> believe the
> ESA could be used to limit the issuing of permits for
> development
> projects that would potentially threaten the polar bear by
> emitting
> additional greenhouse gases.
>       "The
> Endangered Species Act is not the proper tool to deal with
> a global
> issue - global warming," Salazar said. "We need
> to move forward with a
> comprehensive climate change and energy plan we can be
> proud of."
>       Apparently
> federal protection should not be granted if the
> industry’s emissions
> happen outside the polar bear’s natural habitat. The
> Obama
> administration, under Salazar’s watch, is refusing to
> lead the way in
> protecting the bear’s dwindling populations. Of course
> the oil and gas
> cartels were unabashedly pleased with the decision. So much
> for
> thinking globally and acting locally.
>       “We
> welcome the administration's decision because we, like
> Secretary Ken
> Salazar, recognize that the Endangered Species Act is not
> the proper
> mechanism for controlling our nation's carbon
> emissions,” said American
> Petroleum Institute President Jack Gerard. “Instead, we
> need a
> comprehensive, integrated energy and climate strategy to
> address this
> complex, global challenge.”
>       That’s
> not the only recent victory for big oil provided by
> Salazar’s office.
> During one of the most ridiculous episodes of the 2008
> presidential
> campaign, the strange tag-team of John McCain and Sarah
> Palin led their
> diminutive crowds in spastics of  “Drill, baby,
> drill.” Off-shore oil
> drilling and a new generation of nuclear power plants
> represented the
> sum total of the McCain/Palin energy plan.
>       Though
> it seemed like political comedy at the time, this strategy
> has now been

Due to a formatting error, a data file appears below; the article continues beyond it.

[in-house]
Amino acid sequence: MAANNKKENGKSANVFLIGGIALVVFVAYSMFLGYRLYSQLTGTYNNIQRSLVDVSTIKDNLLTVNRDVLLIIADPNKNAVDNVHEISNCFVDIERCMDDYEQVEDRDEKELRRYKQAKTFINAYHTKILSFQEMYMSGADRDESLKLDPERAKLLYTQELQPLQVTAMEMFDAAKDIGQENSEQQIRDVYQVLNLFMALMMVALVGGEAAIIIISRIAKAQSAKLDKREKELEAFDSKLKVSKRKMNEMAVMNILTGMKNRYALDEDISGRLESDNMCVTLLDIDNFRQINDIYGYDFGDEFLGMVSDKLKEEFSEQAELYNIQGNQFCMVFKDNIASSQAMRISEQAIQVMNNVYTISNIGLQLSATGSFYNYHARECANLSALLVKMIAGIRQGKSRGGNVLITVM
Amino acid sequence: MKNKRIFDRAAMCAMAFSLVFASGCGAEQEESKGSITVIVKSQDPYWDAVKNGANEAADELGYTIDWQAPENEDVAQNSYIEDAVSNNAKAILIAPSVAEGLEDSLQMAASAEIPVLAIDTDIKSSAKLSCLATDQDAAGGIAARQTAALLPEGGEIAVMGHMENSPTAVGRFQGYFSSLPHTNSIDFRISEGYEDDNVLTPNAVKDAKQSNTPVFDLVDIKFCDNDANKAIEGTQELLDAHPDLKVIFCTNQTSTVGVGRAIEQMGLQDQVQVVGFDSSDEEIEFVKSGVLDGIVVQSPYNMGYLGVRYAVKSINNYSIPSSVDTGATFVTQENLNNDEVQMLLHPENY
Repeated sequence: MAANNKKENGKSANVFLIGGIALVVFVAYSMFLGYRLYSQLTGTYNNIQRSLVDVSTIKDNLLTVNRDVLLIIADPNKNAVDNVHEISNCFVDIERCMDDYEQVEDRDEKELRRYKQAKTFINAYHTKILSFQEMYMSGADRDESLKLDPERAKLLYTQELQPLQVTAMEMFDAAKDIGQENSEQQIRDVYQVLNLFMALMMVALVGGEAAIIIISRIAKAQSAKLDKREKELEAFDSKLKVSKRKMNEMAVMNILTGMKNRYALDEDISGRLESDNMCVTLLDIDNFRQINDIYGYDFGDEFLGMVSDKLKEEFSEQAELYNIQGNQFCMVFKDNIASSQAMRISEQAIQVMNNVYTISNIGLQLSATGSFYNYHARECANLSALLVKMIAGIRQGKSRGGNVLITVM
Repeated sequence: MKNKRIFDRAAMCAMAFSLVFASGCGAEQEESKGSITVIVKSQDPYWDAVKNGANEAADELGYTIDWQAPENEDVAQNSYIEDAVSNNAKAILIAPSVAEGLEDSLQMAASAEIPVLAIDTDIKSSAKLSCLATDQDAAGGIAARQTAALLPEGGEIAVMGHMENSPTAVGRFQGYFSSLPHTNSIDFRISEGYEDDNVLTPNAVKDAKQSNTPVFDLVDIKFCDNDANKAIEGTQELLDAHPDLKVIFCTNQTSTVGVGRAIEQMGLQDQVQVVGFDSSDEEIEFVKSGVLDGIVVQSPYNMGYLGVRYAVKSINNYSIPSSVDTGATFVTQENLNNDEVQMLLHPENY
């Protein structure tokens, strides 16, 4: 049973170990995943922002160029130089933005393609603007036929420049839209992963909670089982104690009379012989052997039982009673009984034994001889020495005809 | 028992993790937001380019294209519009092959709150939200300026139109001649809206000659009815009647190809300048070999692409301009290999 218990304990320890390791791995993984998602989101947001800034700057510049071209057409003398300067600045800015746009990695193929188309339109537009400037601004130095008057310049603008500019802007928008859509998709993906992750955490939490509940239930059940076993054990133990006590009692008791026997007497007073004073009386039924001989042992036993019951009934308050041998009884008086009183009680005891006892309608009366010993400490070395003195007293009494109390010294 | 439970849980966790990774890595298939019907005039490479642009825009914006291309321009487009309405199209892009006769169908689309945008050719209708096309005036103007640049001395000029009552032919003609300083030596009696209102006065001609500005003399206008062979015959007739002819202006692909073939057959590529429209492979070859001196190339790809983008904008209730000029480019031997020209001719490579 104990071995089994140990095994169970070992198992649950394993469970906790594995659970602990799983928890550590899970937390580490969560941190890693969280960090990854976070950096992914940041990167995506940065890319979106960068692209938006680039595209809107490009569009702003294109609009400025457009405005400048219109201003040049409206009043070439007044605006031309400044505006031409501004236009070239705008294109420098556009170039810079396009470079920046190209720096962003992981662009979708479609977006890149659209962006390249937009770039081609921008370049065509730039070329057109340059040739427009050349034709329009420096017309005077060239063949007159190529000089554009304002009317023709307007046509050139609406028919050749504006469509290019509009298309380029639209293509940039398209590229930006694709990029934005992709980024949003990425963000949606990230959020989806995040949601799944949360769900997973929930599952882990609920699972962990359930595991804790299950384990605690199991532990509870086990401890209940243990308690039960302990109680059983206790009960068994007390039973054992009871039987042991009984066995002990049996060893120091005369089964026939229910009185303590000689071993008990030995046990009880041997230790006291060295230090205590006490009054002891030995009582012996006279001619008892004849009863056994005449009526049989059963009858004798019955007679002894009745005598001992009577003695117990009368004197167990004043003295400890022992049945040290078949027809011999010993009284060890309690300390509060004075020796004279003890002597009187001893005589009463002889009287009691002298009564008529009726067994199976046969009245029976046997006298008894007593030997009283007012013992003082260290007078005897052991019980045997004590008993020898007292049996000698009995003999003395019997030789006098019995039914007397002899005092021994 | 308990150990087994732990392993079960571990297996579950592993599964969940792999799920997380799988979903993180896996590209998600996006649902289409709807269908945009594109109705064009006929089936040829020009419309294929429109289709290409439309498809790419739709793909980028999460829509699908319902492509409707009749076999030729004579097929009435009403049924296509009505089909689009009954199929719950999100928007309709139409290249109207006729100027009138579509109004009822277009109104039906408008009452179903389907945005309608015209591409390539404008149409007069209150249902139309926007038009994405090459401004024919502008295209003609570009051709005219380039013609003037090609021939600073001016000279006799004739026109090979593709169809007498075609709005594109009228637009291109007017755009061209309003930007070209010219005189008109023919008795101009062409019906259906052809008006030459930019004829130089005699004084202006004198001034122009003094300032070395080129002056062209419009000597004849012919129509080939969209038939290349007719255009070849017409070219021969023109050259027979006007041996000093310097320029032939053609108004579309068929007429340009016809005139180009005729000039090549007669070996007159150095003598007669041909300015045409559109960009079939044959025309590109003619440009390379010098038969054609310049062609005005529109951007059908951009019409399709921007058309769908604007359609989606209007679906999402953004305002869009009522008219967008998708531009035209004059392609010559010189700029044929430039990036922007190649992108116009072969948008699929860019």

> at least partially embraced by the Obama administration. As
> the clock
> approached midnight on the final eve of the Bush
> administration, his
> Interior Department put forward a rule opening 300 million
> acres of
> coastal waters to oil drilling. According to the hastily
> prepared
> decree, the leasing was to begin by March 23.  Enter
> Salazar with a
> maneuver that is typical of the Obama approach to
> environmental
> politics. Instead of killing the drilling plan outright,
> Salazar merely
> extended the analysis period for an additional six months.
> The
> environmental lobby was given a procedural crumb, while the
> oil hounds
> still had its long-sought prize on the table for the
> taking.
>       Although
> off-shore drilling is so intensely unpopular in coastal
> states that
> even Jeb Bush stood up to his brother’s attempts to
> expand drilling in
> the Gulf of Mexico, Ken Salazar, accompanied by a consort
> of oil
> lobbyists, held four town hall forums this spring on
> off-shore drilling
> and left that distinct impression that he was leaning
> toward what he
> called a “comprehensive approach” to energy
> development, in which the
> oceans will be mined for off-shore wind, wave power and,
> yes, oil. This